Laureus World Sports Academy Member Sean Fitzpatrick, the legendary All Blacks rugby captain, visited Stormont, the home of the Northern Ireland Government, today to announce a further three-year funding commitment to use sport to help young people in Belfast.
Fitzpatrick met First Minister Peter Robinson, deputy First Minister Martin McGuinness and Sports Minister Carál Ní Chuilín and informed them that the Laureus Sport for Good Foundation and St. James’s Place Foundation, in partnership with Active Communities Network, would be extending their commitment to young people in Belfast to 2017.
The additional funding will allow the Urban Stars project, which the organisations support, to extend its activities into new areas of North and West Belfast, including disadvantaged areas of the Shankill Road.
Fitzpatrick, who played 92 international rugby matches from 1986-1998, including 51 Test matches as captain, said: “I came to Belfast two years ago to see Urban Stars in action shortly after Laureus began its support and I am delighted to be back today to see the progress that is being made and to announce this major new initiative in the city. Belfast has gone through some challenging times and is one of the most deprived areas in the UK, so it gives me great pleasure to be able to announce that the project which we began to support in 2011 will now continue until 2017 and expand to other parts of Belfast.”
Earlier in the day, he joined West Belfast MP Paul Maskey and Councillor Stevie Corr at the Bunscoil An Tsleibhe Dhuibh Primary School, where he gave rugby coaching and played tag/touch rugby with the children. He also visited the Urban Stars project at Hammer Youth Club in Shankill, where he joined Councillor Brian Kingston and met some of the young participants. He took part in various activities and participated in a question and answer session before announcing the new long-term partnership.
Fitzpatrick said: “Having met the young people at the project and talked to some of the leaders, it’s clear to see what a significant impact Urban Stars is having in this area, providing skills and guidance to ensure that those taking part can fulfil their potential. Sport can help to boost self-esteem, encourage teamwork and build self-confidence. It’s projects like this that can make a massive difference, not just to individuals but to the whole community.”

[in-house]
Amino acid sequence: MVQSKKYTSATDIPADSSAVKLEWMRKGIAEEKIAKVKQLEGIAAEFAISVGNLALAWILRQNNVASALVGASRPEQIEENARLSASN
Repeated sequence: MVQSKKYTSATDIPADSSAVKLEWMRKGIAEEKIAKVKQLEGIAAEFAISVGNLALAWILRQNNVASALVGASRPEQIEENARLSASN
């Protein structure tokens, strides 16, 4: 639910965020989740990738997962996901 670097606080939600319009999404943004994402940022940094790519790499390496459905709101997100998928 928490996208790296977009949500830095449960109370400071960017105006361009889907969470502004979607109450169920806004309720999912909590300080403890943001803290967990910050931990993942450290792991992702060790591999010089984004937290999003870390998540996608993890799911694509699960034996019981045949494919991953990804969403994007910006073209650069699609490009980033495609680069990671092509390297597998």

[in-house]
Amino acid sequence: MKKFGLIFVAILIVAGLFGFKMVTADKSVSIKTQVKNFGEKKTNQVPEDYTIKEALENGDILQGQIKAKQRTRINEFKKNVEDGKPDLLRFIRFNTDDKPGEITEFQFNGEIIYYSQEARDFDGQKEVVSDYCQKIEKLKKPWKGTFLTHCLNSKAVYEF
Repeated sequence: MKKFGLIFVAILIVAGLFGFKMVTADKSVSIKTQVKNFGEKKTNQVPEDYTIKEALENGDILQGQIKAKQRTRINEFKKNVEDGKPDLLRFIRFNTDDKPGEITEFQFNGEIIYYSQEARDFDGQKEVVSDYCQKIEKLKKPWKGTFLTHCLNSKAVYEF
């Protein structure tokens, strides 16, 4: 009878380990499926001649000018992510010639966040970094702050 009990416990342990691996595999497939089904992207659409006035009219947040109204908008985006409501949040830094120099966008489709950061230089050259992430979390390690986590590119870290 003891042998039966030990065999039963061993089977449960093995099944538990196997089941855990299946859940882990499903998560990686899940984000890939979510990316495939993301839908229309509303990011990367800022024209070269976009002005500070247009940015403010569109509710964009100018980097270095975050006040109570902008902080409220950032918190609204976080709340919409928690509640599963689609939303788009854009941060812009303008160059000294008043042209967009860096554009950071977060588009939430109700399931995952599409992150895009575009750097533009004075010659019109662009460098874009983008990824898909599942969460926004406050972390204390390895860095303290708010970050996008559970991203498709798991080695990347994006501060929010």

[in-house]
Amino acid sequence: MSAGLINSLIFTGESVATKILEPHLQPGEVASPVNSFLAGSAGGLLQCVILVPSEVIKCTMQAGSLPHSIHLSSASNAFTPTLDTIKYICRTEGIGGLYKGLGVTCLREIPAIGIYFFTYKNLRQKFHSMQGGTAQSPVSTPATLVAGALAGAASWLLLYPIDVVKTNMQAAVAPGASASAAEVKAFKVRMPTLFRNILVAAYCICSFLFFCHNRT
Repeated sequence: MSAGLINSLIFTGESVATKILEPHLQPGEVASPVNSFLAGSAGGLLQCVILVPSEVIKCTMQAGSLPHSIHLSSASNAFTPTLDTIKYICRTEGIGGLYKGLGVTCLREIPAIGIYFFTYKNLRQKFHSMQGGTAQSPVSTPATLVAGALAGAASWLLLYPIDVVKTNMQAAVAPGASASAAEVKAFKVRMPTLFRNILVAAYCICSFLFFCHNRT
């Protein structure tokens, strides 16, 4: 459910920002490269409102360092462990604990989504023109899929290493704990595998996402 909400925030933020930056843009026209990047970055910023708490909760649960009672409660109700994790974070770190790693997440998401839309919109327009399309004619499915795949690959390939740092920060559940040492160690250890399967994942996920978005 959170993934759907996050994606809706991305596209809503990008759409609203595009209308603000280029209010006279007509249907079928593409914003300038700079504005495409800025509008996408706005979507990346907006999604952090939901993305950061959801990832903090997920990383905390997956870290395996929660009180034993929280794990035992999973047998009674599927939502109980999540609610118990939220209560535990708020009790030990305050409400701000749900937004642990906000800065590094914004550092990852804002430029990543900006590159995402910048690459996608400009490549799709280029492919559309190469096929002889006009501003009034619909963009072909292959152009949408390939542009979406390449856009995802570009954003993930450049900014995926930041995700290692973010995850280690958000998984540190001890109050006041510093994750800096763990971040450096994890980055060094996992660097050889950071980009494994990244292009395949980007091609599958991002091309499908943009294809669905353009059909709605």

On a busy day, Fitzpatrick also had a breakfast meeting with Suzanne Wylie, the Chief Executive of Belfast City Council to discuss ways in which the city could become involved in the Urban Stars programme.
Despite the end of civil disturbances and the introduction of power sharing, Belfast remains an area of high unemployment, with almost one in four young people looking for a job. This has a heavy human cost in the city and causes a wide range of social problems.
Since its creation, Urban Stars in Belfast has seen over 700 attending sessions, which use sport as the means to tackle youth crime and anti-social behaviour for young people aged between 13–19. The programme also works to help the re-integration into the community of young people leaving care or leaving young offenders’ institutions.
The programme offers sports such as football, boxing, weightlifting, basketball and dance, as well as offering mentoring and group work opportunities to enhance personal development and leadership training. More than 10% of participants return to the project as volunteers.
First Minister Peter Robinson said: “The Northern Ireland Executive recognises the value and importance of sport to life in Northern Ireland and how it has the potential to bring divided communities together. Sport creates interaction between people and groups fostering mutual respect and building social cohesion. I welcome today’s announcement that the Laureus Sport for Good Foundation and St. James’s Place Foundation, in partnership with Active Communities Network, will be extending their commitment to young people in Belfast to 2017. This funding will ensure that the Urban Stars project will be able to extend its activities into new areas of North and West Belfast, including disadvantaged areas of the Shankill Road.”
Deputy First Minister Martin McGuinness said: “Sport is a great unifier and the conversations we had today with All Blacks rugby star Sean Fitzpatrick about his career and the progress of Urban Stars further supports this. Sport teaches valuable life lessons and can be the catalyst for personal and community development. Sport builds confidence and improves social skills, which is important for the development of our children and young people.
“Individuals and the local community benefit from participation in these projects. I commend the Laureus Sport for Good Foundation and St. James’s Place Foundation for the work they are doing with Active Communities Network to deliver the Urban Start project which has involved 700 young people from Belfast attend a range of dance and sport sessions.”
Jim Donnelly, Head of Programmes (Northern Ireland) for Active Communities Network, said: “Following the success of Urban Stars in tackling some of the social and economic issues in the area, Laureus have now committed to another three years and this long-term commitment to our work is key to helping alleviate the issues that our communities face. With this new funding and support from our grassroots community network partners, we are now able to extend Urban Stars into North Belfast and into more cross-community settings.
“Sean has kept a keen eye on Belfast since Laureus first began its support in 2011. He is very interested in the work and the young people here and with the support of politicians from across the political spectrum we all look forward to increasing the positive opportunities Urban Stars provides.”